Well they don't seem to do that hot in testing, providing good seeing distances but outrageous levels of glare, especially during turns. I'm guessing the adaptive function was a slapdash job as the adaptive function provides only some improvement on curves while increasing glare anywhere from 126% to 1011% over threshold values.
    No, it was not a slapdash engineering job. It's actually a good lighting package. The truck they tested was badly misaimed for unfortunae reasons having to do with assembly line protocol. The awful rating gave a real whack to the people who should have thought of that before, but it also drives a mistaken public impression like yours, that the headlamps suck, and it means we don't get a realistic evaluation of the system performance when correctly aimed. (there is also a separate problem that definitely exists, where some makers are making the effort to assure proper headlamp aim on new vehicles...until the IIHS test is done and published on a given model. :-(
    Last edited by -Virgil-; 01-17-2019 at 05:18 PM.

  10. #10
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    Default Re: Fashion Over Function, for OE Lighting?

    Quote Originally Posted by Hilldweller View Post
    I was pleasantly surprised that FCA gave the new Rams adaptive LED headlights...
    Too bad they do not "adapt" as a load is placed on the rear..

  11. #11

    Default Re: Fashion Over Function, for OE Lighting?

    Quote Originally Posted by SubLGT View Post
    Too bad they do not "adapt" as a load is placed on the rear..
    That is a real bummer (not to mention, a safety failure). The technology exists and isn't expensive.

  12. #12

    Default Re: Fashion Over Function, for OE Lighting?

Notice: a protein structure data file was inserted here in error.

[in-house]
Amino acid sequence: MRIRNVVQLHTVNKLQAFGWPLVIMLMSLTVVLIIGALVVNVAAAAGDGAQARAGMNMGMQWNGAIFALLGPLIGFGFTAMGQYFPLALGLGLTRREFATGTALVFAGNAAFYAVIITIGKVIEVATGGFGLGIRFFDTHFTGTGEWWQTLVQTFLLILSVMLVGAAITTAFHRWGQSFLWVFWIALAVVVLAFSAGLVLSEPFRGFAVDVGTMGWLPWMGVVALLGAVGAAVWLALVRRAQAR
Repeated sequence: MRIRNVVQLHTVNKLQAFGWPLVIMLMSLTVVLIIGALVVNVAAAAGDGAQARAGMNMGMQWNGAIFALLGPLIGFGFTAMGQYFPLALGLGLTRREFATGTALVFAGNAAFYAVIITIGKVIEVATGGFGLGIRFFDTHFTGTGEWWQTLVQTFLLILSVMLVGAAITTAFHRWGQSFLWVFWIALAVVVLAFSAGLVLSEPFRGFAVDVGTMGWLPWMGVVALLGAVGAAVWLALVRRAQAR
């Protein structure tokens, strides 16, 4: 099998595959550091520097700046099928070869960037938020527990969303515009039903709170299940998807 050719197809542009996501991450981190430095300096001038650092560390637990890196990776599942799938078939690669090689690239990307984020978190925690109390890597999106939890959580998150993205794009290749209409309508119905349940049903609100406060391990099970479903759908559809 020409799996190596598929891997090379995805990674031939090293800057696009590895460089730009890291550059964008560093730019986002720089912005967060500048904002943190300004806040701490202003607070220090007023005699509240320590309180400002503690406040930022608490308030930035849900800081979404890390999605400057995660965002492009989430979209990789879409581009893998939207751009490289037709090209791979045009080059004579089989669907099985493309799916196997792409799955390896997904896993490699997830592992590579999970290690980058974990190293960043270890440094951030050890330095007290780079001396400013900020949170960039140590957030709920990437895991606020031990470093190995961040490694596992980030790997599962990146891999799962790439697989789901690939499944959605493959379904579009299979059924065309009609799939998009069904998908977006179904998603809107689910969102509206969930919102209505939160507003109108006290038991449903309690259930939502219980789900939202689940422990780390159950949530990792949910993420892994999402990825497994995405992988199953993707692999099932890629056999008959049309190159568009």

Quote Originally Posted by -Virgil- View Post
    it also drives a mistaken public impression like yours, that the headlamps suck, and it means we don't get a realistic evaluation of the system performance when correctly aimed.
    I remember when the IIHS tests first came out, one of the biggest messages bandied by the media was that LED/HID upgrades aren't necessarily upgrades on many vehicles. Testing showed that headlights pretty much universally sucked except for on a certain Prius trim. I remember a lot of talk about how the halogens on the Honda Accord were pretty decent, how BMW 3 series halogens sucked the most among all 31 vehicles and 82 trim levels. Keep in mind this is a layman's impression of the results back in 2016.

    https://www.iihs.org/iihs/news/deskt...ed-improvement

    On another post you note that many of the luxury car LED systems are leaps and bounds ahead of any HID system. I can't help but wonder if the testing steered some consumers away from more expensive HID/LED options. It's not hard to imagine someone reading the IIHS report and deciding NOT to spend an extra few 1000 for HIDs/LEDs because the IIHS appeared to be saying that expensive lighting packages are scams. I mean, why else would BMW, Mercedes, and Audi be outclassed by a lowly Toyota Prius in testing?? And it's not as if the IIHS didn't heavily imply that itself.

    One of the best headlight systems evaluated has none of the new technology. The basic halogen lights on the Honda Accord 4-door earn an acceptable rating, while an LED system with high-beam assist available on the Accord earns only a marginal.
    Curve-adaptive systems don't always lead to better ratings. The Cadillac ATS, Kia Optima and Mercedes-Benz C-Class all earn poor ratings even when equipped with adaptive low and high beams.
    Among the 44 headlight systems earning a poor rating, the halogen lights on the BMW 3 series are the worst. [...]A better choice for the same car is an LED curve-adaptive system with high-beam assist, a combination that rates marginal.
    I can see why the IIHS might have presented its results as such. I mean, how better to motivate change than to come out and tell consumers that the expensive, and likely profitable, option packages with LEDs/HIDs were not technically better or barely better than the standard ugly decades-old yellow halogens lights? Hit 'em in the moneymaker. At the same time, I wonder if their distorted message has had a detrimental effect on vehicle safety by steering consumers away from HIDs/LEDs on luxury vehicles, which, as you've noted, are generally excellent when aimed. If you asked me in 2016 after the IIHS report dropped whether I would spend an extra $1000 or more for HIDs/LEDs on a luxury vehicle, I would be somewhat reluctant. I mean, hey, I love how BLUE they are, but they don't do so hot in testing!